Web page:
Today, cryptocurrencies are accepted by less than 0.001% of companies throughout the world, yet $2.5 Billion was spent by consumers on pre-paid crypto cards in 3 months from the end of 2021-start of 2022.

Utilizing XRPL network, as one of the only 145 node validators, XRPayNet is built on one of the most scalable and ecological blockchains developed to date.

In addition to offering micropayments XRPayNet will be offering the first Buy Now Pay Later solution for crypto holders. Poliszczuk explains, “We are bringing the solution of Buy Now Pay Later to the crypto world. Clients who hold our card or application can buy on credit using the XRPAY coin staked with us as collateral. We are offering crypto holders more choice and providing the retailer with fiat currency of their choice.”

Entering the UAE

Currently XRPayNet is going through the process of acquiring a regulated license in the UAE, working with the legal firm Saeed and Company. They are seeking regulatory approval from Dubai’s Virtual asset regulatory Authority as well as the Central Bank of UAE given that they are a payment solution provider.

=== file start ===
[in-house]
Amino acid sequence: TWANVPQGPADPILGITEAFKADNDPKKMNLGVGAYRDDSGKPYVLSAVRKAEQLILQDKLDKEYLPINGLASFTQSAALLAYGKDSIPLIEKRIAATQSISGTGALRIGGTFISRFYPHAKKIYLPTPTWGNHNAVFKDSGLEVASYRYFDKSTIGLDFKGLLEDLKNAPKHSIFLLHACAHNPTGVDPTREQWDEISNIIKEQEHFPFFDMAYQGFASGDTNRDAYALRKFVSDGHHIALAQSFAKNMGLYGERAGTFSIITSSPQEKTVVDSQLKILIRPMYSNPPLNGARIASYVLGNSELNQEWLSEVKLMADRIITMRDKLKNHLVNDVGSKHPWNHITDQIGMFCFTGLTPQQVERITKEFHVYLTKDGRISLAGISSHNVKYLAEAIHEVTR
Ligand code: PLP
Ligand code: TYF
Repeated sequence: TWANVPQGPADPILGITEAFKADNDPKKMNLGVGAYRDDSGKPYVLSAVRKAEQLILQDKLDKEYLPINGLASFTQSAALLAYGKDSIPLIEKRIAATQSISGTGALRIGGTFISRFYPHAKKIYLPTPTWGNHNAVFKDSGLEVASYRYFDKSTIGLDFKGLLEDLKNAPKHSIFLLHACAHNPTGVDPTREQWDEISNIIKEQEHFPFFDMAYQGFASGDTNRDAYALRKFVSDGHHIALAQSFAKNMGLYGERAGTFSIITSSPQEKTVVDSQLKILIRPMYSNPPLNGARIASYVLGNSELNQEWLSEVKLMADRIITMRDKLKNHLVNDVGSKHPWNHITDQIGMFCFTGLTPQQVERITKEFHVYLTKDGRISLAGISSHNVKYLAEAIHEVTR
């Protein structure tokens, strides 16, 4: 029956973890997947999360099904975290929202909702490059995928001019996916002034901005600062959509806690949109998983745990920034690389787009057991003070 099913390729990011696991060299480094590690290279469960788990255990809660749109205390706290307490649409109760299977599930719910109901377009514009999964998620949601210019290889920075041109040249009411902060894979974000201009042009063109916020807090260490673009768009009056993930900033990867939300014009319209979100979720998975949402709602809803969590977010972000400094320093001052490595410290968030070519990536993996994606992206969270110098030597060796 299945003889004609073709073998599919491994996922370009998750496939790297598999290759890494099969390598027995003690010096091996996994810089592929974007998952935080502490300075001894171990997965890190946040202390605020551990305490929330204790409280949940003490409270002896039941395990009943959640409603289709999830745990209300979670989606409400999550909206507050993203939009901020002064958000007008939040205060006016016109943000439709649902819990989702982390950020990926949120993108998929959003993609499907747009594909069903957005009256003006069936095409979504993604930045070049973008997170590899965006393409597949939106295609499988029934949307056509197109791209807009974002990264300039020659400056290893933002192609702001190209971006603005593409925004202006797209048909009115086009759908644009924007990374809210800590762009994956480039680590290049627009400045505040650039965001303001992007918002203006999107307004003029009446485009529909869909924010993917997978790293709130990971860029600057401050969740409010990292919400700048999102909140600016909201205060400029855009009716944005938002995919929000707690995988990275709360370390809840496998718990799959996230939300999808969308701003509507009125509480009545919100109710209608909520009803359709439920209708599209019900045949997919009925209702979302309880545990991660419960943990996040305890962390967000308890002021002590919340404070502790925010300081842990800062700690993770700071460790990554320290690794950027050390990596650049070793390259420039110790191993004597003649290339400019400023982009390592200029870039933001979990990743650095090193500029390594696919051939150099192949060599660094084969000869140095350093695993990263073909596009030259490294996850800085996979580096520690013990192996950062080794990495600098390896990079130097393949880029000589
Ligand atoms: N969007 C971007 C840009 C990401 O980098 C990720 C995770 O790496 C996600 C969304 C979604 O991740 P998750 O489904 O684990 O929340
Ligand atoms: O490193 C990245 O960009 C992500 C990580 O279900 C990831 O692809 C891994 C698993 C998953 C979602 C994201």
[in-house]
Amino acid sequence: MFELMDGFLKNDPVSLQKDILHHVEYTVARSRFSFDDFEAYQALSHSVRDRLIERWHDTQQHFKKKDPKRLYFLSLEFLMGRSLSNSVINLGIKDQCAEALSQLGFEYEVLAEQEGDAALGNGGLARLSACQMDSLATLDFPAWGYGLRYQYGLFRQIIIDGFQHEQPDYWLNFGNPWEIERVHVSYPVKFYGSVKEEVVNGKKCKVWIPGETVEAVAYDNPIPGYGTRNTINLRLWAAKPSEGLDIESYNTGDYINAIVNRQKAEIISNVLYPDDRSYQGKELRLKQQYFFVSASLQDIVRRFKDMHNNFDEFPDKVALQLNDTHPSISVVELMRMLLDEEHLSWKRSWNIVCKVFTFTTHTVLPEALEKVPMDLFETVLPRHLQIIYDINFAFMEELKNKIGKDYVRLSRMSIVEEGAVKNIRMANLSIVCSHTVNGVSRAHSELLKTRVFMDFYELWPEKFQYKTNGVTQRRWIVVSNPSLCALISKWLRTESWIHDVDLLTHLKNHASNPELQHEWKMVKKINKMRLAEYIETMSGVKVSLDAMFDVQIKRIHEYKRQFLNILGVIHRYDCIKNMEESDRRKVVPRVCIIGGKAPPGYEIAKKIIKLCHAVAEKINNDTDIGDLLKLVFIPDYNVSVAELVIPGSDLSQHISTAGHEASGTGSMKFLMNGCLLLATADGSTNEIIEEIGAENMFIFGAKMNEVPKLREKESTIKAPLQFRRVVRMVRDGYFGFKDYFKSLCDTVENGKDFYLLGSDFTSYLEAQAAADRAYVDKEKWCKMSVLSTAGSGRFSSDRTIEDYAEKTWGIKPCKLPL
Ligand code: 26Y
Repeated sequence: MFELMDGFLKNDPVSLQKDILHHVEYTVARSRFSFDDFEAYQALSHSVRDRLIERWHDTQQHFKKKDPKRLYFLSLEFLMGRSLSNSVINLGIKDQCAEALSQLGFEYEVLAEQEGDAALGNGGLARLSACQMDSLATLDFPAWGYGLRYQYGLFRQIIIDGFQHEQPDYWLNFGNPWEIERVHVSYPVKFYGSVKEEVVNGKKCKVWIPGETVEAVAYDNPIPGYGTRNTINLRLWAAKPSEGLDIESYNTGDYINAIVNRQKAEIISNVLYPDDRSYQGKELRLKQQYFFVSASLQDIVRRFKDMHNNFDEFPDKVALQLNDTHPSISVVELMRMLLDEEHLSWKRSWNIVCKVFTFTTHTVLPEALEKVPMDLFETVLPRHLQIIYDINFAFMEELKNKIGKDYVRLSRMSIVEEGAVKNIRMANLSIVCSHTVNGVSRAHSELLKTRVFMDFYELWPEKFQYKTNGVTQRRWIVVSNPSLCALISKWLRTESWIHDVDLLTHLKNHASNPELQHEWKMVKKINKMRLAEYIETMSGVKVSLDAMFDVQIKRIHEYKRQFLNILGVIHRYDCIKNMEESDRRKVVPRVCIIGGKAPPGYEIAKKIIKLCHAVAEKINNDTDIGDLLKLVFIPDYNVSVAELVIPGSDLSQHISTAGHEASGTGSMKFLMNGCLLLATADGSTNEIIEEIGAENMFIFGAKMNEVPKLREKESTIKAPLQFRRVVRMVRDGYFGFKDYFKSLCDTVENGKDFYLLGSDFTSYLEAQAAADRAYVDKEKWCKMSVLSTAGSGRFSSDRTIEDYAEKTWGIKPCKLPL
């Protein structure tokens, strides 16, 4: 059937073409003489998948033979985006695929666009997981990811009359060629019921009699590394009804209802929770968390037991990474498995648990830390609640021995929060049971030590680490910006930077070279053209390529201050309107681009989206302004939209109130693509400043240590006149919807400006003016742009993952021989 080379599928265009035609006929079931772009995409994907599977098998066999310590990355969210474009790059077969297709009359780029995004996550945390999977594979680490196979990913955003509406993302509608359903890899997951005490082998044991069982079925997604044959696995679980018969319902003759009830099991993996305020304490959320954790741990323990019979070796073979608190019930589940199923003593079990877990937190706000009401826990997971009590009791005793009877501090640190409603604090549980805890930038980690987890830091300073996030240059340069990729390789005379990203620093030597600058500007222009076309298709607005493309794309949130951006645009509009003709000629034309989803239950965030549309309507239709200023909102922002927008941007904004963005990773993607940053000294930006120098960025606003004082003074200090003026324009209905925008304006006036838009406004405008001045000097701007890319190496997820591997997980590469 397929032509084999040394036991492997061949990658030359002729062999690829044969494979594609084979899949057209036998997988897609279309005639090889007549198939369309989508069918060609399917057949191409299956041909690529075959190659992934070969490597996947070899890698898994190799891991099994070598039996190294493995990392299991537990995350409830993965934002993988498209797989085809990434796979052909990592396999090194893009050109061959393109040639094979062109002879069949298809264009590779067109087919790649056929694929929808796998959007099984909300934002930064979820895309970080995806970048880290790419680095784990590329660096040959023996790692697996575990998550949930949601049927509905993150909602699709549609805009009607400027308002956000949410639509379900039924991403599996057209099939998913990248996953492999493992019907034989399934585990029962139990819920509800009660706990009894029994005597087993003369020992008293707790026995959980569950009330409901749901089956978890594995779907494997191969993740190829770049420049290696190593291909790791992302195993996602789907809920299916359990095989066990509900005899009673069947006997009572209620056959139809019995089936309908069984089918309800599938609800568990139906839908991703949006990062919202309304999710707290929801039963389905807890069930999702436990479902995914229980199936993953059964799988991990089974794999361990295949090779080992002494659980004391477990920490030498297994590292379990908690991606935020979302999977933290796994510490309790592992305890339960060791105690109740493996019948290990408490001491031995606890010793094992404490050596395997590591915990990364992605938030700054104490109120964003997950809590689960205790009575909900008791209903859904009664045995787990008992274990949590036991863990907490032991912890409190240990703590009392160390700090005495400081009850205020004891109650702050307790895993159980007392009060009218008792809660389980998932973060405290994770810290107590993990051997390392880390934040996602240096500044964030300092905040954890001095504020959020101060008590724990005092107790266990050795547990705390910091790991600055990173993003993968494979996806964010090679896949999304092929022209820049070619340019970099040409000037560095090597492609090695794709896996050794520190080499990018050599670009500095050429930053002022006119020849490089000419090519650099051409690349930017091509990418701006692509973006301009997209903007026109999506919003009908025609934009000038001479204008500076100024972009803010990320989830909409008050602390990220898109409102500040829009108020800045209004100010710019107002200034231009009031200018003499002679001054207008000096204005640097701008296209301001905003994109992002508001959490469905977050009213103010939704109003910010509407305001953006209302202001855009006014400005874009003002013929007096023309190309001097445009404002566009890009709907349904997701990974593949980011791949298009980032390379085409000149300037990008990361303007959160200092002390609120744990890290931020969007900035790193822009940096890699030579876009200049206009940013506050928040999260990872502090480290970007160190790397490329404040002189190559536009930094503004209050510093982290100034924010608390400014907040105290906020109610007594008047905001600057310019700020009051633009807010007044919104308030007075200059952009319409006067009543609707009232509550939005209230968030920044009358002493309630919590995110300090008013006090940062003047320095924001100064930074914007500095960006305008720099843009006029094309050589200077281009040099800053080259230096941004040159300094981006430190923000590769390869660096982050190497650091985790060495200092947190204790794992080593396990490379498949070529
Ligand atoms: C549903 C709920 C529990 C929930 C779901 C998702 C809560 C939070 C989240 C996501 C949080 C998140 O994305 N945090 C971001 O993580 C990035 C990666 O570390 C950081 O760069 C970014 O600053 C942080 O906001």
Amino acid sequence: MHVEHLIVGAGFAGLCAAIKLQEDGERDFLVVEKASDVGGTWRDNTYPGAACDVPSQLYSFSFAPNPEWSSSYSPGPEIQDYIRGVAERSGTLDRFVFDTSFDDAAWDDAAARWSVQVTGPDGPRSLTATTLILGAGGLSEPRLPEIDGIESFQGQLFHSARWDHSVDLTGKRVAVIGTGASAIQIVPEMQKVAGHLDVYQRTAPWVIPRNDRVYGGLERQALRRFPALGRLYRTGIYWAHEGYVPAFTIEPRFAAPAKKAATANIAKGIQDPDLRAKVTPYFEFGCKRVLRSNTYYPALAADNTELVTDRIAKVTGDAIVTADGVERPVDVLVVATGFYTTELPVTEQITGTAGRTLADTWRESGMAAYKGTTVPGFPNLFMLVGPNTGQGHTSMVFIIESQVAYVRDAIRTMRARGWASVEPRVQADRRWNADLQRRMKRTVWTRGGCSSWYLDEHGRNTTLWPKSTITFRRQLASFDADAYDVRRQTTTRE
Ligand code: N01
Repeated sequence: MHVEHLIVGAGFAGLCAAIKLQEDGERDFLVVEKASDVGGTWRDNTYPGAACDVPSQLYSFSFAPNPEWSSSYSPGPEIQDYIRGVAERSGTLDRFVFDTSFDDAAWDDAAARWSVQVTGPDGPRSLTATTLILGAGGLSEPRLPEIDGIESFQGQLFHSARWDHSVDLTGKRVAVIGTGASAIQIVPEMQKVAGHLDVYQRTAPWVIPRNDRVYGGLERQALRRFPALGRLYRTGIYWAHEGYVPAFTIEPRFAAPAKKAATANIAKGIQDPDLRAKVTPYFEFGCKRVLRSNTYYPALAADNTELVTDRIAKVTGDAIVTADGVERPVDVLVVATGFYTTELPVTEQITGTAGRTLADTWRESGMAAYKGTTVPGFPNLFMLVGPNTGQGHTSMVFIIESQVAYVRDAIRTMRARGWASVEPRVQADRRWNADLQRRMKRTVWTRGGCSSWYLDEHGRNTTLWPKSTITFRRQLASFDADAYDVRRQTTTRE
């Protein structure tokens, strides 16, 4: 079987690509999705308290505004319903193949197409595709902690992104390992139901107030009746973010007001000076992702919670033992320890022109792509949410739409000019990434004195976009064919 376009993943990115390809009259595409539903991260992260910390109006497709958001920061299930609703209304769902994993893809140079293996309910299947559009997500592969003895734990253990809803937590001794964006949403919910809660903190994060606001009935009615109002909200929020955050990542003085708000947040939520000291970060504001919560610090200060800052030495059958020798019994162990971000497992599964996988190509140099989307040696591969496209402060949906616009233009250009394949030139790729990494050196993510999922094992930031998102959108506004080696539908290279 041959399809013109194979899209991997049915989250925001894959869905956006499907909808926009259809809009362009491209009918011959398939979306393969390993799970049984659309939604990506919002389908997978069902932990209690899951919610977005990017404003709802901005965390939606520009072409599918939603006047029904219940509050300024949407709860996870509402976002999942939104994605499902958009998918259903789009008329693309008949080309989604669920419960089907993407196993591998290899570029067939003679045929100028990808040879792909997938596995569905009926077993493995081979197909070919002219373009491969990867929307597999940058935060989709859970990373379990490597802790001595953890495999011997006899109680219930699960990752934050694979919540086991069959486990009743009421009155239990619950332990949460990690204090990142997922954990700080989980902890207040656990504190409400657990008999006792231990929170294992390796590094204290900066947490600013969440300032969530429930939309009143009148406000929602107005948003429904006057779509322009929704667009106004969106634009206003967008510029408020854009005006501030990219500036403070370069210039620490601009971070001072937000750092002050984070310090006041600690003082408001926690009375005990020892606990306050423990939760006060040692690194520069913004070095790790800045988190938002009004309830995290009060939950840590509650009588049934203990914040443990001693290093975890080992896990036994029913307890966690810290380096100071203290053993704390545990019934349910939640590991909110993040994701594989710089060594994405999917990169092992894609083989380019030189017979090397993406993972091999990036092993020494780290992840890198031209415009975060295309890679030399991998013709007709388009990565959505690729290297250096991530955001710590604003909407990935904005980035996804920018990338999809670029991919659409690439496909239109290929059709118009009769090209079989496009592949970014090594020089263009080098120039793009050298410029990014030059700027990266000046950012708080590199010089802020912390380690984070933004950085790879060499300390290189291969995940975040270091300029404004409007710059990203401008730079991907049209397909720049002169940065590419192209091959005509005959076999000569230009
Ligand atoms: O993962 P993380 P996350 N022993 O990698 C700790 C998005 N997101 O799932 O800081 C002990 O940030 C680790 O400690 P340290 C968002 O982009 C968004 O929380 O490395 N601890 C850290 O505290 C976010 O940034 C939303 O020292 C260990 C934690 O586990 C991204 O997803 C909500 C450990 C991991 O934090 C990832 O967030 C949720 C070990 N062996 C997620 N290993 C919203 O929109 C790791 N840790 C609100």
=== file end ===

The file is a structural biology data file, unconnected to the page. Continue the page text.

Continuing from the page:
Poliszczuk says, “We have been told the process will take three months and we are confident given that one of our retail partners is closely involved in the regulatory scene and understand VARA’s requirements well.”

XRPayNet already has clients lined up in the UAE who are looking to offer crypto fiat micropayments and Buy now Pay later services. Poliszczuk, told LaraontheBlock, “We have a UAE chain of stores ready and waiting for us to deliver our technology to start using it in March 2023, we have also been approached by a gas station chain who also want to use our service. We have built a complete POS (Point of service) interface and all these stores need is to download our application on their terminals at point of sale to complete the payments.”

The XRPayNet coin while developed identical to that of XRP Ripple is not the same as XRP. According to Poliszczuk while the coin is built on XRP ledger and identical  to Ripple’s XRP we did not choose to use XRP because Ripple has already positioned it as a coin for international cross border payments for banks and not for micro payments.

To date XRPayNet has more than 10,000 holders of their coin. In addition XRPayNet is considering with its UAE partners to developing their own XRPayNet stablecoin as well as adopting the stablecoin required by UAE regulators. He states, “As part of the regulatory process it stipulates that we should use a particular stablecoin which has to be embedded in our applications. We are adhering to these regulations very strictly.”